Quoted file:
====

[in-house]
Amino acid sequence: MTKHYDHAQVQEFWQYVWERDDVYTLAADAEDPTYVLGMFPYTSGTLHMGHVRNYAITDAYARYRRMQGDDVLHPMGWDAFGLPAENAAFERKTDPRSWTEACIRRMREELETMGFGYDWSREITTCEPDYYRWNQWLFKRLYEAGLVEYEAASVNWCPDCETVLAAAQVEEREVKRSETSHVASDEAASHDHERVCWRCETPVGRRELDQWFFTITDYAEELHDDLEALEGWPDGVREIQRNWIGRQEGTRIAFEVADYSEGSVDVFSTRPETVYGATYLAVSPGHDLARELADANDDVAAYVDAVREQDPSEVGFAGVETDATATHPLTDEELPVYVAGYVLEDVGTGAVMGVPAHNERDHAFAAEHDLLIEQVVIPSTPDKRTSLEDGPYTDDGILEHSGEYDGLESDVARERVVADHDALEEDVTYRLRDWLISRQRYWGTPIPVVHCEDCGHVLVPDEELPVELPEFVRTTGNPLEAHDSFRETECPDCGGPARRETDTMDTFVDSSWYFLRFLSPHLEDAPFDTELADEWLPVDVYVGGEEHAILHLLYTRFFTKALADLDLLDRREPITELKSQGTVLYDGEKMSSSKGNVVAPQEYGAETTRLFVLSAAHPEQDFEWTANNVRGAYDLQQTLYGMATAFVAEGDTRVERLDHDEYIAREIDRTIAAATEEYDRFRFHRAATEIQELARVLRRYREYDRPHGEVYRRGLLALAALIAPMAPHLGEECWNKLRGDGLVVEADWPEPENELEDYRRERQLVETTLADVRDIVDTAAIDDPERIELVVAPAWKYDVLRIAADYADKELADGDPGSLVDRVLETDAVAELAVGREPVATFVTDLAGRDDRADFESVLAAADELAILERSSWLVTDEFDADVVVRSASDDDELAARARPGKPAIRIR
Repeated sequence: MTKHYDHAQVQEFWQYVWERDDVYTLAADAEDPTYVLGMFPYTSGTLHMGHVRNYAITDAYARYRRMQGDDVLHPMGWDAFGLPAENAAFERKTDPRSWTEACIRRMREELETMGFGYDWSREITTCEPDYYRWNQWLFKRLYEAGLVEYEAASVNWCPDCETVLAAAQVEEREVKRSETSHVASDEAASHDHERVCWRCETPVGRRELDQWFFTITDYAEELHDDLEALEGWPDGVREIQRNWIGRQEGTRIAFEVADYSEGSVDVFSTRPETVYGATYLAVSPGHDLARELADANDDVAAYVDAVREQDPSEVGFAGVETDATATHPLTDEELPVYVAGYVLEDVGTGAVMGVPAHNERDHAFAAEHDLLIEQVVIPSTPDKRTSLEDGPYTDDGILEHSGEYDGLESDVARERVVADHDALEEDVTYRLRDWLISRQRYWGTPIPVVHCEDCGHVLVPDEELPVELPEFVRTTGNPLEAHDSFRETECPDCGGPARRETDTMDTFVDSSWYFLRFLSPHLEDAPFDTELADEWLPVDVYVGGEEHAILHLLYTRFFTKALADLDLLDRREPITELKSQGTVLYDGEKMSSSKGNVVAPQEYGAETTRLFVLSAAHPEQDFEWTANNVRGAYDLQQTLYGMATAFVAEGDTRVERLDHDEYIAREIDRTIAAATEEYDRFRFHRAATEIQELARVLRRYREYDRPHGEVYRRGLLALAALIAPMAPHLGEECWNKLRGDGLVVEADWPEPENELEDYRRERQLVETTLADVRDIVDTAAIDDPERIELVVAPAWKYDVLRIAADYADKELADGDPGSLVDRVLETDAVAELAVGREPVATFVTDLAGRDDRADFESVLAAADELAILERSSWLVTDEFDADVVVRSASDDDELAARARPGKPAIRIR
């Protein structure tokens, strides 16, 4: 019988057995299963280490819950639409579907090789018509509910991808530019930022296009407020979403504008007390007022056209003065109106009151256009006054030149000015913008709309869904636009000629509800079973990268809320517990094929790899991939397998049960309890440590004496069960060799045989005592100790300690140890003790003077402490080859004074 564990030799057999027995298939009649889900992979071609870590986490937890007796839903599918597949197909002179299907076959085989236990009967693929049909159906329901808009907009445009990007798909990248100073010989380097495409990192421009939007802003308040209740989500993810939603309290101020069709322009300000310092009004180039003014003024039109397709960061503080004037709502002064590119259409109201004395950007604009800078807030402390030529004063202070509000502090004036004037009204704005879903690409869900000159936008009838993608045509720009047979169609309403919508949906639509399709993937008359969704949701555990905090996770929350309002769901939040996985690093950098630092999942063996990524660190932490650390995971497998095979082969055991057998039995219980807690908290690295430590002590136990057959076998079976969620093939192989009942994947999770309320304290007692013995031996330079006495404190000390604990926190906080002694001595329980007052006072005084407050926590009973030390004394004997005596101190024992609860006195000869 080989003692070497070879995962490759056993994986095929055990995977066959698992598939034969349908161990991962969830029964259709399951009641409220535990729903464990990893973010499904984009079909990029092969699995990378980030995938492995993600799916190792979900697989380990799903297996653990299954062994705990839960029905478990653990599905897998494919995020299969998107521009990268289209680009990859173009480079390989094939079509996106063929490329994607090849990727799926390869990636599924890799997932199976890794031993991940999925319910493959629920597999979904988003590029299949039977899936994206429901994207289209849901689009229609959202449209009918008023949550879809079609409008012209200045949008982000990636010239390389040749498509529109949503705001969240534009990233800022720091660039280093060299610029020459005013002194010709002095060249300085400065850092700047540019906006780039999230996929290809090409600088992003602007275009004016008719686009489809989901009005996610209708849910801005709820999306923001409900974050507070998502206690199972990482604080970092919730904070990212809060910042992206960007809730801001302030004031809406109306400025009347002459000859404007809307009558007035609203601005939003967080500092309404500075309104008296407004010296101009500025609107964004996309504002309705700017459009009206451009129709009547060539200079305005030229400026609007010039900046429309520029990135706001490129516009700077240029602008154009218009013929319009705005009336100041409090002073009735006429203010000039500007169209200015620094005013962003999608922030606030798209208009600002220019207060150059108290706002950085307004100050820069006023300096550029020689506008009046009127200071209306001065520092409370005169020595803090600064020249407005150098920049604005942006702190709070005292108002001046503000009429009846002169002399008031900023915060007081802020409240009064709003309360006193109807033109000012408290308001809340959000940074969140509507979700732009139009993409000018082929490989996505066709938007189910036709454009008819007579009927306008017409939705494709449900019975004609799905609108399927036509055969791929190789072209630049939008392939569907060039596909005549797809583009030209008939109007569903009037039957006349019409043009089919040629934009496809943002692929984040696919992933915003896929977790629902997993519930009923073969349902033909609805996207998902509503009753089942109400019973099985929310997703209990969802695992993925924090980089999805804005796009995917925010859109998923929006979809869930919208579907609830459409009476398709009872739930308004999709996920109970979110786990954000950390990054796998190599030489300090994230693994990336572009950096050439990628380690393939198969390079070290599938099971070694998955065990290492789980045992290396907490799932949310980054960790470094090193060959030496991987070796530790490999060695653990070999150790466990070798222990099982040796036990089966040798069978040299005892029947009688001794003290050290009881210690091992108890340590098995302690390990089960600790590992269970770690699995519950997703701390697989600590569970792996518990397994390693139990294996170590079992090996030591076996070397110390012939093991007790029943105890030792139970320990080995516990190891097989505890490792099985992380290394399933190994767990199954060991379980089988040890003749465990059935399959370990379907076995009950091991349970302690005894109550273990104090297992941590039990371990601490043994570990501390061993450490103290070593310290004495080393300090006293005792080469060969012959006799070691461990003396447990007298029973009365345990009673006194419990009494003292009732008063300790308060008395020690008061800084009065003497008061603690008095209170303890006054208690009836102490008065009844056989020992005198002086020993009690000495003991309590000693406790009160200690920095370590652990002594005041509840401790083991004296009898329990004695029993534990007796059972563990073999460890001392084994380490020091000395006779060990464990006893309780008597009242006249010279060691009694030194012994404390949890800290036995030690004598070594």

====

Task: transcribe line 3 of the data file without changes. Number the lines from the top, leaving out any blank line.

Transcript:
Repeated sequence: MTKHYDHAQVQEFWQYVWERDDVYTLAADAEDPTYVLGMFPYTSGTLHMGHVRNYAITDAYARYRRMQGDDVLHPMGWDAFGLPAENAAFERKTDPRSWTEACIRRMREELETMGFGYDWSREITTCEPDYYRWNQWLFKRLYEAGLVEYEAASVNWCPDCETVLAAAQVEEREVKRSETSHVASDEAASHDHERVCWRCETPVGRRELDQWFFTITDYAEELHDDLEALEGWPDGVREIQRNWIGRQEGTRIAFEVADYSEGSVDVFSTRPETVYGATYLAVSPGHDLARELADANDDVAAYVDAVREQDPSEVGFAGVETDATATHPLTDEELPVYVAGYVLEDVGTGAVMGVPAHNERDHAFAAEHDLLIEQVVIPSTPDKRTSLEDGPYTDDGILEHSGEYDGLESDVARERVVADHDALEEDVTYRLRDWLISRQRYWGTPIPVVHCEDCGHVLVPDEELPVELPEFVRTTGNPLEAHDSFRETECPDCGGPARRETDTMDTFVDSSWYFLRFLSPHLEDAPFDTELADEWLPVDVYVGGEEHAILHLLYTRFFTKALADLDLLDRREPITELKSQGTVLYDGEKMSSSKGNVVAPQEYGAETTRLFVLSAAHPEQDFEWTANNVRGAYDLQQTLYGMATAFVAEGDTRVERLDHDEYIAREIDRTIAAATEEYDRFRFHRAATEIQELARVLRRYREYDRPHGEVYRRGLLALAALIAPMAPHLGEECWNKLRGDGLVVEADWPEPENELEDYRRERQLVETTLADVRDIVDTAAIDDPERIELVVAPAWKYDVLRIAADYADKELADGDPGSLVDRVLETDAVAELAVGREPVATFVTDLAGRDDRADFESVLAAADELAILERSSWLVTDEFDADVVVRSASDDDELAARARPGKPAIRIR